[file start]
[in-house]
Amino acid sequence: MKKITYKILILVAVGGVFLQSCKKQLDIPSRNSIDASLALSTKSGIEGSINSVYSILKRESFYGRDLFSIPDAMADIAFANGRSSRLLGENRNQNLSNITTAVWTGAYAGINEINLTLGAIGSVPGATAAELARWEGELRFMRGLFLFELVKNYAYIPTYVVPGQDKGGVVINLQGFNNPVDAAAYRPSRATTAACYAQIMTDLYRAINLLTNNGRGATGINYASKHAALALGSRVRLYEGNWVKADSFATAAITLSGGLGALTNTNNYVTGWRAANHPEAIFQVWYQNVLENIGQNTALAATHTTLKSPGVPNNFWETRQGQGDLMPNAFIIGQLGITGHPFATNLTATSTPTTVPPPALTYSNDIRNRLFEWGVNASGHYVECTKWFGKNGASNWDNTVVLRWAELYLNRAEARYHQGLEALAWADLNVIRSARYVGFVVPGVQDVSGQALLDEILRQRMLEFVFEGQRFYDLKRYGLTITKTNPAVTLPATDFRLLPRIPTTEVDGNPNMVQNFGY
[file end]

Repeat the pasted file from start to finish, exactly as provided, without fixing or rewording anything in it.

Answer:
[in-house]
Amino acid sequence: MKKITYKILILVAVGGVFLQSCKKQLDIPSRNSIDASLALSTKSGIEGSINSVYSILKRESFYGRDLFSIPDAMADIAFANGRSSRLLGENRNQNLSNITTAVWTGAYAGINEINLTLGAIGSVPGATAAELARWEGELRFMRGLFLFELVKNYAYIPTYVVPGQDKGGVVINLQGFNNPVDAAAYRPSRATTAACYAQIMTDLYRAINLLTNNGRGATGINYASKHAALALGSRVRLYEGNWVKADSFATAAITLSGGLGALTNTNNYVTGWRAANHPEAIFQVWYQNVLENIGQNTALAATHTTLKSPGVPNNFWETRQGQGDLMPNAFIIGQLGITGHPFATNLTATSTPTTVPPPALTYSNDIRNRLFEWGVNASGHYVECTKWFGKNGASNWDNTVVLRWAELYLNRAEARYHQGLEALAWADLNVIRSARYVGFVVPGVQDVSGQALLDEILRQRMLEFVFEGQRFYDLKRYGLTITKTNPAVTLPATDFRLLPRIPTTEVDGNPNMVQNFGY